Running through a gorgeous park on a Saturday in Georgia is a glorious experience. I said “hello” and received similar greetings from walkers, runners, bikers, kids, grandmothers, disc-golfers, and a lady carrying a casserole in one hand and a baby in the other.  I could hear country music coming from the speakers of a pickup parked down by the lake, kids laughing as they played in the waterfalls, and friends encouraging each other as they cycled up a steep climb.  The whole place was abuzz with activity, and I was buzzing along in the middle of it.  I felt like I was in a movie, in one of those opening sequences where the camera starts out in space, and slowly zooms all the way into the town where the story takes place, until the focus is on the main characters.  That thought made me smile.

As I was making my way up and down the hilly pavement, mindful of cars and trying to keep my breath steady, I thought about how far I might run today.  1 mile?  If I turn around then, it would be 2 when I reached the car.  It was pretty hot out.  Maybe 1.5?  That makes 3 total.  Maybe I’ll just go .75 and then turn around, but I’ll run it faster than I’m used to.  I have to go to work tonight and I don’t want to be tired and sore at the beginning of my shift.  I knew I couldn’t run the 5-7 miles to the entrance even ONCE, let alone do it and turn around and run all the way back to my car.

Suddenly, just as that negative “I can’t” thought was forming, other thoughts popped up, as if to banish it before it planted roots in my brain.  These other thoughts were encouraging, motivating thoughts.  For example:

  • The story about Bruce Lee and his friend running 5 miles, and Bruce’s philosophy on life. (The story can be found HERE.)
  • Kathy Freston’s book Quantum Wellness, in which she says you should always go farther than you believe you can.
  • The reality that part of me was trying to give up before I’d even truly begun.

What happened was simultaneously anti-climactic and miraculous:

I simply decided to run the entire path, from exit to entrance. My legs felt strong, my breathing was pretty good, and even though I had never done it before, I decided that I would do it.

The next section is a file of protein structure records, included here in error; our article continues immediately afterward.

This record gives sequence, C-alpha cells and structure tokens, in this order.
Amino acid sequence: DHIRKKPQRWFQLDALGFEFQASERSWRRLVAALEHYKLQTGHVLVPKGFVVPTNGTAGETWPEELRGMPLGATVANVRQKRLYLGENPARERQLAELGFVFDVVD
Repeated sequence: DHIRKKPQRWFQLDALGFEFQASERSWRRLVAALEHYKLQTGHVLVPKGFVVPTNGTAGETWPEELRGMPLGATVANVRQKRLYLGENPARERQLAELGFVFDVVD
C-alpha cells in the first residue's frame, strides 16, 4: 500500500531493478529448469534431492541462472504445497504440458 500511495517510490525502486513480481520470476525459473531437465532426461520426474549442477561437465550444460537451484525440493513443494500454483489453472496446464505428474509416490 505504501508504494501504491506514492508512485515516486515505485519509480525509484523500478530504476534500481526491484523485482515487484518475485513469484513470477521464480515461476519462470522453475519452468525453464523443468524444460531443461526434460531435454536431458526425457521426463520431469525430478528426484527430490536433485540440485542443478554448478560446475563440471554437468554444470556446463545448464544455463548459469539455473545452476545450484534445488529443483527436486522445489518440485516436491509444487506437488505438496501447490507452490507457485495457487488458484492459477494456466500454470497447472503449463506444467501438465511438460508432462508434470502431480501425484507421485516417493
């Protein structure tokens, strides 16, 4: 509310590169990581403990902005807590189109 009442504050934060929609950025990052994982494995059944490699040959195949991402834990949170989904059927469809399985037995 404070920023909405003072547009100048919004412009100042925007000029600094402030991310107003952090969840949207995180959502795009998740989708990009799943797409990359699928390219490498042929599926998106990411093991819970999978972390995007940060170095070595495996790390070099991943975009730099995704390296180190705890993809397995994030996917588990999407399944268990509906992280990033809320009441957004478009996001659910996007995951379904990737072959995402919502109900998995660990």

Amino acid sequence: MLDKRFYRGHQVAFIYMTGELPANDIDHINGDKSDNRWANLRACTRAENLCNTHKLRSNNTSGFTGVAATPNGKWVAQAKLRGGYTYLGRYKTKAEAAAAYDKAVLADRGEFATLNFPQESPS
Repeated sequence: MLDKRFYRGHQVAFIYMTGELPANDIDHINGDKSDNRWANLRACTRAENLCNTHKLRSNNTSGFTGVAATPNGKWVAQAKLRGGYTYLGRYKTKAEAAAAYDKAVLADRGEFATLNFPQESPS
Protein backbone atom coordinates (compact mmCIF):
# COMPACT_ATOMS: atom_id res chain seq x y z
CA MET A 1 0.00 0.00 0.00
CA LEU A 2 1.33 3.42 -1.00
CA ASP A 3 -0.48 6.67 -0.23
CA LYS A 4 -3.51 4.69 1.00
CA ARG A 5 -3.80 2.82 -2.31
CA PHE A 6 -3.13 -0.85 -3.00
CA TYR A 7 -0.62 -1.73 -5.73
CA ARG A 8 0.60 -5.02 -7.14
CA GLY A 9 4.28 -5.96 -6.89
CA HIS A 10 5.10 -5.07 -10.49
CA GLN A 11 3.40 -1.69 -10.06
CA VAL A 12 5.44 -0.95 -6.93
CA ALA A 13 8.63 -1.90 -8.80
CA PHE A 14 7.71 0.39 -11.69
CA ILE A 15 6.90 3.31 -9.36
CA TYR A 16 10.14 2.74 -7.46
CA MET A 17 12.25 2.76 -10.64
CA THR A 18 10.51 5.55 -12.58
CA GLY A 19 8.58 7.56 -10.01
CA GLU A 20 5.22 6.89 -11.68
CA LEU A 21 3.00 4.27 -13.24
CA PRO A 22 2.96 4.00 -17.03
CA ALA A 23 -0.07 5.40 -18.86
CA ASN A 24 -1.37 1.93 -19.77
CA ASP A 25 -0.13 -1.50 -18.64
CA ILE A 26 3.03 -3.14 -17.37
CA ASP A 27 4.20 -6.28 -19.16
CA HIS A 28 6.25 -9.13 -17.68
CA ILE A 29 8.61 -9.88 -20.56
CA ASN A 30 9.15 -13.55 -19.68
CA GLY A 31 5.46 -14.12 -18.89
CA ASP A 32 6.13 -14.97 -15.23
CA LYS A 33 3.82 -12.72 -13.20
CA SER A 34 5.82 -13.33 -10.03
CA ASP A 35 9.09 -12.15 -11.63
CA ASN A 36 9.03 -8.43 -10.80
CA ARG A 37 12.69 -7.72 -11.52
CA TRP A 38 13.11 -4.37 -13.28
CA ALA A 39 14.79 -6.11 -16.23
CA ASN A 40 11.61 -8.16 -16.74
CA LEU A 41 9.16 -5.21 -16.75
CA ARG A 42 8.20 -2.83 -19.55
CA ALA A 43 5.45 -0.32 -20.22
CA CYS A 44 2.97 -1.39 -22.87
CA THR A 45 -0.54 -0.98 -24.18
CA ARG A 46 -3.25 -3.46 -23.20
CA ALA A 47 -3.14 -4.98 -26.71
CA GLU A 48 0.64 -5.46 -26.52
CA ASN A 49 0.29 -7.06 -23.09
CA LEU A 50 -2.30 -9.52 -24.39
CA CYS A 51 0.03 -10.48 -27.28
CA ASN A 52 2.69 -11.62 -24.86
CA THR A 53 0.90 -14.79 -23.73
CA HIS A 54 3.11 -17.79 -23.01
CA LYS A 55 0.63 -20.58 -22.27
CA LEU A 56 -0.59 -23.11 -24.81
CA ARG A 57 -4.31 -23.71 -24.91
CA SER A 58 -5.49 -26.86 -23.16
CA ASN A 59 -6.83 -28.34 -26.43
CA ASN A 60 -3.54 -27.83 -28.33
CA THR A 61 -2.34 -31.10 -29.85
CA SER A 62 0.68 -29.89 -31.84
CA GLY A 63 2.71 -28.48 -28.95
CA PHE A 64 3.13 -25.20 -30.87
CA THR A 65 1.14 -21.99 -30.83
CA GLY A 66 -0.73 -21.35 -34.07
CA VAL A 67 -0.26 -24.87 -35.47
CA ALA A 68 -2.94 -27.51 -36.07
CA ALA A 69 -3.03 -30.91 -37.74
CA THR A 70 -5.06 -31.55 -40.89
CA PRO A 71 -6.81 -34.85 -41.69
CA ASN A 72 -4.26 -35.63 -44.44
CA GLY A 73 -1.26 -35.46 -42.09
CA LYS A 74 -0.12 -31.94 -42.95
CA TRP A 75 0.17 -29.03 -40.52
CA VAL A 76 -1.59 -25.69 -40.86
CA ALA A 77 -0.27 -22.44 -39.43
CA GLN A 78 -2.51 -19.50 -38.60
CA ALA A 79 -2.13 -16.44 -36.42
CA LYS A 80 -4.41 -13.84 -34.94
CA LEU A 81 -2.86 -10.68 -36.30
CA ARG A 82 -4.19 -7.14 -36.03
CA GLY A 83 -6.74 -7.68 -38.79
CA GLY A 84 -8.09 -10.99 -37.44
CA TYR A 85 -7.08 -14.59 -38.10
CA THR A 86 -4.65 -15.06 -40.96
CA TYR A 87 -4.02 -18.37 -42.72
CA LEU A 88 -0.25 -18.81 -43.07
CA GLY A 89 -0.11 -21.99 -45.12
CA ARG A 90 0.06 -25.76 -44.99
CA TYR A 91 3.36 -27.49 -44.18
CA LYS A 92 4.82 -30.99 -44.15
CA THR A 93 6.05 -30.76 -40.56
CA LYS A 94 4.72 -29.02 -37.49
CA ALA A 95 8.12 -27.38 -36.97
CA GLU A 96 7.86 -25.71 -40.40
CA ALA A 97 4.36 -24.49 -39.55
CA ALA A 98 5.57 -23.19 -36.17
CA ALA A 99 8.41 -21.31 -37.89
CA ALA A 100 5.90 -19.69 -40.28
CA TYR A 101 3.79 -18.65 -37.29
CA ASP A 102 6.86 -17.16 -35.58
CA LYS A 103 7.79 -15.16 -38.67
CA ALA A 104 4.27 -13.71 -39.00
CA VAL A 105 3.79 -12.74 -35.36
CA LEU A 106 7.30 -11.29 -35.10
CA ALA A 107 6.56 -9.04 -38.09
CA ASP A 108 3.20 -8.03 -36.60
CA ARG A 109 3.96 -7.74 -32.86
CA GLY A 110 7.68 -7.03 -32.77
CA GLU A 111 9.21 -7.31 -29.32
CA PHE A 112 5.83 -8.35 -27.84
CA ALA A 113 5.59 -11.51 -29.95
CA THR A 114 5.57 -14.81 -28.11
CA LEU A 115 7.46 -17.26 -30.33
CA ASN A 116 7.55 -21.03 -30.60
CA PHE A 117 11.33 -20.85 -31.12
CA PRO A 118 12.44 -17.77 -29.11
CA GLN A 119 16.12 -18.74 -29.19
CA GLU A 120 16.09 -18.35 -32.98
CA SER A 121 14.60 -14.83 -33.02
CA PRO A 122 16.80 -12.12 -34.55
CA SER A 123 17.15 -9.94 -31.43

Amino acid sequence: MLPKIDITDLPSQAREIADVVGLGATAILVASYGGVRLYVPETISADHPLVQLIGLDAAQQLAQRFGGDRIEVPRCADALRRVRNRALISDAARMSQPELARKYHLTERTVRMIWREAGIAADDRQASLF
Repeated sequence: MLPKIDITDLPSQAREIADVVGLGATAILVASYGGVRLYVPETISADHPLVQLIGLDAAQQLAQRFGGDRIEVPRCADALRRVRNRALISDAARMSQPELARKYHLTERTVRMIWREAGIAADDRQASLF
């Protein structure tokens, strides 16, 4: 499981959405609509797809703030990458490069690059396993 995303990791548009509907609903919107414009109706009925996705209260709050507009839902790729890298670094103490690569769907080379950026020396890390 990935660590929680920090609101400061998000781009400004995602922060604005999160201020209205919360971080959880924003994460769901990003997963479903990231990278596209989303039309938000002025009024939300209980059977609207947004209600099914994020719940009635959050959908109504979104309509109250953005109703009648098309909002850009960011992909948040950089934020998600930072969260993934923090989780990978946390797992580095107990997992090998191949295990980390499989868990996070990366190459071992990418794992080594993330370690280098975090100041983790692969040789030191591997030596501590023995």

That’s it.  Hardly worth mentioning, right?  And yet, in that millisecond that I made the choice to “just do it”, my life changed a little bit.  My mindset rotated from “can’t” to “will”.  There was never a question after that whether I could make it, just a quiet, confident knowing that I would.

The rest of the story is that yes, I ran it all.  Guess what?  The road in it’s entirety ended up being a little over two miles, beginning at the exit gate and going “all the way” around the the entrance.  Yep, this thing that I had negated and barred myself from ever doing was only two miles.  I had never taken the time to find out the actual distance, because I already believed it to be further than I could run!! I had counted myself out of the race without ever starting.  This got me thinking – How many times in my life have I done this?  With work?  With friendships and relationships?

Here’s a funny thing about enlightenment, acceptance, and finally letting go of old beliefs:  oftentimes we are standing on the precipice of greatness, and once we step off the edge, we can finally see the beauty of where we are headed.  Before we take that first step, though, all we see is the edge.  We see danger. The unknown. The unattainable.  We see the can’t, won’t, shouldn’t signs all around us that discourage us from trying.  So we don’t.  We don’t try, we stay safe, and we continue to live our lives as we’ve always lived them, because that’s comfortable.